After a performance of Happy Birthday for one band member, America's leading trumpeter began with a reprise of a Thelonious Monk piece.

Four In One, which the Lincoln Centre Jazz Orchestra played on their previous Brighton visit, is a notorious transcription that promised much as the multi-talented sax section raced through an impossible arrangement at breakneck speed.

The saxes were featured on the next, with four on sopranos and one on sopranino.

The task, as Wynton announced it, was for all five to play John Coltrane's soprano classic My Favourite Things in tune and all performed admirable solos.

Wes "Warmdaddy" Anderson was heard to great effect on Isfahan from Duke Ellington's Far East Suite, stunningly performing the Johnny Hodges solo alto role.

It was also a chance to hear Joe Temperley's uncannily accurate-playing of the Harry Carney baritone parts.

It was definitely a night to feature the horns. There were so many solo talents, the rhythm section had much less space for taking solos.

A small gem to finish the first half was a rediscovered Benny Goodman feature from the Fletcher Henderson band: An arrangement of Ravel's Bolero.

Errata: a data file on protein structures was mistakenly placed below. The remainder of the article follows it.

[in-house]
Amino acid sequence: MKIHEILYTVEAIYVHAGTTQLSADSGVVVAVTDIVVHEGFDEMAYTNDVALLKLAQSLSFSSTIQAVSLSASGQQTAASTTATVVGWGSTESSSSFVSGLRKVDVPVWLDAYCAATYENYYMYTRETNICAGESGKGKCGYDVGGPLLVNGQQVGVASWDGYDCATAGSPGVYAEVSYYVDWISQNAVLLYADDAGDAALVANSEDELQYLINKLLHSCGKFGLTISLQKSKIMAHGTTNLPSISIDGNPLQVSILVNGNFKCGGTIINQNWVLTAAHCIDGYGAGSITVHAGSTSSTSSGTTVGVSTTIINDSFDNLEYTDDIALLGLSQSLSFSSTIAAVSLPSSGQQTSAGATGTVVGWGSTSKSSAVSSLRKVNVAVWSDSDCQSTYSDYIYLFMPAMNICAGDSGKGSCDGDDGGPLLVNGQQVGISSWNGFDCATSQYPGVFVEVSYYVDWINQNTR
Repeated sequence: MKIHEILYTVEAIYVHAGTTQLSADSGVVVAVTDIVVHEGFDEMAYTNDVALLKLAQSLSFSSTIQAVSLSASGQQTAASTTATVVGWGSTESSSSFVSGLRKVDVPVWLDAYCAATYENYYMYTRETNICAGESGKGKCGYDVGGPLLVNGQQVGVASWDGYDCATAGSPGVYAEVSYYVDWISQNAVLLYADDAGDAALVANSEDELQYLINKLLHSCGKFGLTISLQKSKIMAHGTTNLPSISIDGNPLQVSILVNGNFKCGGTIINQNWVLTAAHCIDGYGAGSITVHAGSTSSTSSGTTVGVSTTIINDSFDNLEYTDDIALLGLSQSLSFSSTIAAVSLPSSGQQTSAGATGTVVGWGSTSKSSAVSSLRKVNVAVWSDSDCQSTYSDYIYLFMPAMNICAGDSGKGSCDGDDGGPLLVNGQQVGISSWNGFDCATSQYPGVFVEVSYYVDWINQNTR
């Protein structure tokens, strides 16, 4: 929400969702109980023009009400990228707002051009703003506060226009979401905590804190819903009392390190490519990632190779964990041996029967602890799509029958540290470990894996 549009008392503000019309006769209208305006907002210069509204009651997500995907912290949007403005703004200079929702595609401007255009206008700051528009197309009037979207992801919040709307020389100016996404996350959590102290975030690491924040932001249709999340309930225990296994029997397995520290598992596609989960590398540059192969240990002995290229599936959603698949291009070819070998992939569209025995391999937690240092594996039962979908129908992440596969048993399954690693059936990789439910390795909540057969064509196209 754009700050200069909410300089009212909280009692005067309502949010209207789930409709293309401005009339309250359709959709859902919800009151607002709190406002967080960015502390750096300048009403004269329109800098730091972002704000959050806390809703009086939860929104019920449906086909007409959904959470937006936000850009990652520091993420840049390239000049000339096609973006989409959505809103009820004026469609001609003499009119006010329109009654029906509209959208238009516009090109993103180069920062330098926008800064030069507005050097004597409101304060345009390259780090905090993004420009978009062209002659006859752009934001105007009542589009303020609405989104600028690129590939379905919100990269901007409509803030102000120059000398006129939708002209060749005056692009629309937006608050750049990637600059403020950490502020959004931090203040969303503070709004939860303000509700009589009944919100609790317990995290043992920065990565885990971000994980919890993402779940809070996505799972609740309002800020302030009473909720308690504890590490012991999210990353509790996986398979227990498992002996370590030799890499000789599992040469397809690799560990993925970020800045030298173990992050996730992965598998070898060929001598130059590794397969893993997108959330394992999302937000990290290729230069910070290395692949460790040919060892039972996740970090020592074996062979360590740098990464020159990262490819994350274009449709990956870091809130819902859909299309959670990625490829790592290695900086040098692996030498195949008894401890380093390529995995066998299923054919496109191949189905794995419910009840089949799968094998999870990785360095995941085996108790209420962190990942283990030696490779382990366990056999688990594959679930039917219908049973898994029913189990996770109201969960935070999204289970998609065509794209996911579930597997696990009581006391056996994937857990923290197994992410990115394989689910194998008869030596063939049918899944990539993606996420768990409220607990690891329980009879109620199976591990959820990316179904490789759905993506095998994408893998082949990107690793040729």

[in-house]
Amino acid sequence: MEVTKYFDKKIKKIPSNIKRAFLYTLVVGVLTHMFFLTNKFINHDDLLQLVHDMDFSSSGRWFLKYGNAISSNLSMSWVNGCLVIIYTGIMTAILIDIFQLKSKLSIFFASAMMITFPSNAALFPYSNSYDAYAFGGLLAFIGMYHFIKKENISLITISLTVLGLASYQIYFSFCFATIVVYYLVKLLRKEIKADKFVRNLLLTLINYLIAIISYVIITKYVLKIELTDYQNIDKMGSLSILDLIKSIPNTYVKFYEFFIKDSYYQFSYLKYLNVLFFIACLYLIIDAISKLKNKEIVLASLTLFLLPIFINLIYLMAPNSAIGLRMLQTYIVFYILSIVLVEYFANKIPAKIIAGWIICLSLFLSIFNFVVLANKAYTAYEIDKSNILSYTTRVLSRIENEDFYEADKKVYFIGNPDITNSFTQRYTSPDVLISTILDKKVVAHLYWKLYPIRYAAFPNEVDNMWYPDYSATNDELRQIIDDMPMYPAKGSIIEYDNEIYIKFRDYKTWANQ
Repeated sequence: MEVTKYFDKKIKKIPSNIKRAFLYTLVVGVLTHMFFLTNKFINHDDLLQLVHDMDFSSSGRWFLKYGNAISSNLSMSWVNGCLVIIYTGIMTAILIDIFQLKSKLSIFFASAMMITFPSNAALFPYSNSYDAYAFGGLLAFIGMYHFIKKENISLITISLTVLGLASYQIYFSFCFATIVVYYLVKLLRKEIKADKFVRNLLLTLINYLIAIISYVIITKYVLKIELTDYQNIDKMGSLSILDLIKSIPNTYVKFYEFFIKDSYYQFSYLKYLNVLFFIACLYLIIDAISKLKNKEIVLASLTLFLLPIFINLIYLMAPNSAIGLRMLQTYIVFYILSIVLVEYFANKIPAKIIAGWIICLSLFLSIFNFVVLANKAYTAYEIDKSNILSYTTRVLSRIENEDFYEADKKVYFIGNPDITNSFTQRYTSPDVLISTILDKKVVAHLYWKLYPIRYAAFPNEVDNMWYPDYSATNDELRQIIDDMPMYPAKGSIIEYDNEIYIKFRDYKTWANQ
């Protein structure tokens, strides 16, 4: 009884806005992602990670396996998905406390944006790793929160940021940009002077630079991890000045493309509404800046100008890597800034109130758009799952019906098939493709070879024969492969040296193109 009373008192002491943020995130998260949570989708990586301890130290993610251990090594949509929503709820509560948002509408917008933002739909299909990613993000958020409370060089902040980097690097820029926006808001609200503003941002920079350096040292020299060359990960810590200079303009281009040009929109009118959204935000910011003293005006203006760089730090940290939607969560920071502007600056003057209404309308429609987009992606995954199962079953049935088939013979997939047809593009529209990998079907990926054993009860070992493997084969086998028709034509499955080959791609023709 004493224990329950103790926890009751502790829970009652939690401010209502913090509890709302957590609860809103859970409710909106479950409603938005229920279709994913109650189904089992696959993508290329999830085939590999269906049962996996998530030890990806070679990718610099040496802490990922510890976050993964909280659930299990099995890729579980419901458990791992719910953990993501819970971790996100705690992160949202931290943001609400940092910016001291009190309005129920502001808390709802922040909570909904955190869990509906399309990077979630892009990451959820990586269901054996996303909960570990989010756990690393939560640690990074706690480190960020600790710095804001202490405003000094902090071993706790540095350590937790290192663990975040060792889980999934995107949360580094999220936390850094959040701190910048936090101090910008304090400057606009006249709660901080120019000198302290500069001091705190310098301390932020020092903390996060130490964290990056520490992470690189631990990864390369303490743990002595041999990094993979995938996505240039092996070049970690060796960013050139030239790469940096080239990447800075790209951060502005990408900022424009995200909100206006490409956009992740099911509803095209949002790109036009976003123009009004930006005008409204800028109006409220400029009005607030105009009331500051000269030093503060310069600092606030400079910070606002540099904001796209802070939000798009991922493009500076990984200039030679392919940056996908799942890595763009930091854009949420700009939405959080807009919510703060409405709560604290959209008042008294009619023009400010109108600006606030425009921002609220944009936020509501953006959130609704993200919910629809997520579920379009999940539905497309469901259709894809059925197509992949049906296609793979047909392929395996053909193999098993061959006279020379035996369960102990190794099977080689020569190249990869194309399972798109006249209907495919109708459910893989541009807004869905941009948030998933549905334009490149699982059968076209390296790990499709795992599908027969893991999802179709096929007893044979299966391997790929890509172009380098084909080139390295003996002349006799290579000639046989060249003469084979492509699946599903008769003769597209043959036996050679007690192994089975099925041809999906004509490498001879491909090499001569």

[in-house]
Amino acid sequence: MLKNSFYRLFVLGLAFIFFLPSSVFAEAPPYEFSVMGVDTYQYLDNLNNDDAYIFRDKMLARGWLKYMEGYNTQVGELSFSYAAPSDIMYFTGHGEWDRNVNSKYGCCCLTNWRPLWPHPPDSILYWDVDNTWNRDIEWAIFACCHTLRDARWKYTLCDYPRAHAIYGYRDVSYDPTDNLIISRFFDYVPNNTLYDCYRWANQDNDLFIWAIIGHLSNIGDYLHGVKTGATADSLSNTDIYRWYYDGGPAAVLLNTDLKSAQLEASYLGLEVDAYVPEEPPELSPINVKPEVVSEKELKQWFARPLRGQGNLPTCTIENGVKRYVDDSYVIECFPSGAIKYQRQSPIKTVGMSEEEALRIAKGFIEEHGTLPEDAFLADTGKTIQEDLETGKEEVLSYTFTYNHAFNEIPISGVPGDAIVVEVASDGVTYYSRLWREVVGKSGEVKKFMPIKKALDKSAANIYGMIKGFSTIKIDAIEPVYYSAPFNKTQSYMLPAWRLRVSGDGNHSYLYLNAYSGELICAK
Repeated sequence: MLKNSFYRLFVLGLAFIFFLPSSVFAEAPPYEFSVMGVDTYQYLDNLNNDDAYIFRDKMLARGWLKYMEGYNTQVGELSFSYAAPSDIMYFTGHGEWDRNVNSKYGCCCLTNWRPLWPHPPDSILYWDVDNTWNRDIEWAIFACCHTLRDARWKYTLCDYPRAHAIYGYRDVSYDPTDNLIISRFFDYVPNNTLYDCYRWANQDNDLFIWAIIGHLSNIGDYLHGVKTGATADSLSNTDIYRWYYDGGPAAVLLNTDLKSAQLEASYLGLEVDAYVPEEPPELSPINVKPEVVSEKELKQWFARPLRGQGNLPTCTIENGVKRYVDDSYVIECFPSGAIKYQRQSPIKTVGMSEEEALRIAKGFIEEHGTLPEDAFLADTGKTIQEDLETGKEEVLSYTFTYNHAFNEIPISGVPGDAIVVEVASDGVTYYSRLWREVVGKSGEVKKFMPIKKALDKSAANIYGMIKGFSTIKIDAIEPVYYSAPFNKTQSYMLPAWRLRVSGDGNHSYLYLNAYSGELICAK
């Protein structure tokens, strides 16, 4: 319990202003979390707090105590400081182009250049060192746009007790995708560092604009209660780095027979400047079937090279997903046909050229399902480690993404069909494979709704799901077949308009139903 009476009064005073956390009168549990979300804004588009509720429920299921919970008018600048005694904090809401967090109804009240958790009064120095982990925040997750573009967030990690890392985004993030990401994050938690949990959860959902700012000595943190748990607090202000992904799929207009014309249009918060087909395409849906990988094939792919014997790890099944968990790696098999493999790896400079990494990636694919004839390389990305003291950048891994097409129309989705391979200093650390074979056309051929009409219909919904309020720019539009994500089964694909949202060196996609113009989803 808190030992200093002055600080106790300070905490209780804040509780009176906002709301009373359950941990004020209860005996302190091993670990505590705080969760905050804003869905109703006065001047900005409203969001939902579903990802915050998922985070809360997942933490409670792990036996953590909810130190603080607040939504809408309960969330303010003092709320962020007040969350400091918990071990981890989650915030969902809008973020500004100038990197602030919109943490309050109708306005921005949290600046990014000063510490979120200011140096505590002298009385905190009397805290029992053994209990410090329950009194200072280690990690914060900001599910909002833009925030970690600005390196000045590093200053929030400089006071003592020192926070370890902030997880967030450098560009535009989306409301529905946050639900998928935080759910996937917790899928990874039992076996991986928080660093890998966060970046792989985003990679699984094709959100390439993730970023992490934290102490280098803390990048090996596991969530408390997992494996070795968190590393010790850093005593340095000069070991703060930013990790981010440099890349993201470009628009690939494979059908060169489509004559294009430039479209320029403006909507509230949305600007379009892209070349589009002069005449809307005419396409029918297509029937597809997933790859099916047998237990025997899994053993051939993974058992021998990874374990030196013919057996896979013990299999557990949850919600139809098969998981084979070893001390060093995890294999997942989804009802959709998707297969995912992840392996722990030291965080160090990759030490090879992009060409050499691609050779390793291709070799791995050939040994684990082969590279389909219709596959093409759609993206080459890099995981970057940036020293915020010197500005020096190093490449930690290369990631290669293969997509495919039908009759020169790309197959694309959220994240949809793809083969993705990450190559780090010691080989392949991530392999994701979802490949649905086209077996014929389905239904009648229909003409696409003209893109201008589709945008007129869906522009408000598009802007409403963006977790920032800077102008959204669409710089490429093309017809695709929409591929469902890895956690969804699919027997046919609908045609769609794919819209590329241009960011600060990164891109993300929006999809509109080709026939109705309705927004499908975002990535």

It was also an arranger's night, with saxophonist Ted Nash contributing several. The Latin favourite Tico Tico had the reeds jumping from saxes to bass clarinet and piccolo without breaking sweat.

Wynton spent most of the concert leading from the trumpet section, who all played unbelievable solos throughout.

Seneca Black's lip was saved until the finale for a blistering high-note feature.

With compulsory audience participation becoming so popular, the virtually sold-out crowd added vocal flourishes to Dizzy Gillespie's Ooh Bop She-Bam.

In a night that also covered Mingus, Basie and the blues, many were delighted by the encore for trumpet and rhythm section, with a warm rendition of the Mercer-Carmichael standard Skylark.

The band's close attention to Wynton's still remarkable solos gave the Dome the pin-drop intimacy of a jazz club.